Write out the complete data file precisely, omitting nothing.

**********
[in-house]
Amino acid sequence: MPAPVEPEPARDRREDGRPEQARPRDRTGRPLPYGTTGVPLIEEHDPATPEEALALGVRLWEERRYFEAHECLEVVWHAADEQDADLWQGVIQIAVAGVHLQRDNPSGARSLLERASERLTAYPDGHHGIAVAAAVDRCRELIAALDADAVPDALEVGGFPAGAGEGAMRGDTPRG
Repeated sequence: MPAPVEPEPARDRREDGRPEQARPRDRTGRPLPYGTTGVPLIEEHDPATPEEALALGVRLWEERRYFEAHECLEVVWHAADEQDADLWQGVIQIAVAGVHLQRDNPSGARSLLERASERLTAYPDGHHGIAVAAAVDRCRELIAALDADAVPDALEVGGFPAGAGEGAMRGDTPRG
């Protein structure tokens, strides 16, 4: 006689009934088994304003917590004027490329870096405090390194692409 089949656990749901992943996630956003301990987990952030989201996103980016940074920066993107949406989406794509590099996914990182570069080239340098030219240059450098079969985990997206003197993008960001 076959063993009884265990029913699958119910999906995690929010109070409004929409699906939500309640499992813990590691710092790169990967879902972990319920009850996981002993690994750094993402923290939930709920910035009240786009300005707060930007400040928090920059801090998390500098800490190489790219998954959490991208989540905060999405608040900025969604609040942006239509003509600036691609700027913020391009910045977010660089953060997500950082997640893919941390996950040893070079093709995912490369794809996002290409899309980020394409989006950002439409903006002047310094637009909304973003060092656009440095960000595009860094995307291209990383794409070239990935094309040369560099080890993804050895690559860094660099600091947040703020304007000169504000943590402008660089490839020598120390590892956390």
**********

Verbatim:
[in-house]
Amino acid sequence: MPAPVEPEPARDRREDGRPEQARPRDRTGRPLPYGTTGVPLIEEHDPATPEEALALGVRLWEERRYFEAHECLEVVWHAADEQDADLWQGVIQIAVAGVHLQRDNPSGARSLLERASERLTAYPDGHHGIAVAAAVDRCRELIAALDADAVPDALEVGGFPAGAGEGAMRGDTPRG
Repeated sequence: MPAPVEPEPARDRREDGRPEQARPRDRTGRPLPYGTTGVPLIEEHDPATPEEALALGVRLWEERRYFEAHECLEVVWHAADEQDADLWQGVIQIAVAGVHLQRDNPSGARSLLERASERLTAYPDGHHGIAVAAAVDRCRELIAALDADAVPDALEVGGFPAGAGEGAMRGDTPRG
């Protein structure tokens, strides 16, 4: 006689009934088994304003917590004027490329870096405090390194692409 089949656990749901992943996630956003301990987990952030989201996103980016940074920066993107949406989406794509590099996914990182570069080239340098030219240059450098079969985990997206003197993008960001 076959063993009884265990029913699958119910999906995690929010109070409004929409699906939500309640499992813990590691710092790169990967879902972990319920009850996981002993690994750094993402923290939930709920910035009240786009300005707060930007400040928090920059801090998390500098800490190489790219998954959490991208989540905060999405608040900025969604609040942006239509003509600036691609700027913020391009910045977010660089953060997500950082997640893919941390996950040893070079093709995912490369794809996002290409899309980020394409989006950002439409903006002047310094637009909304973003060092656009440095960000595009860094995307291209990383794409070239990935094309040369560099080890993804050895690559860094660099600091947040703020304007000169504000943590402008660089490839020598120390590892956390």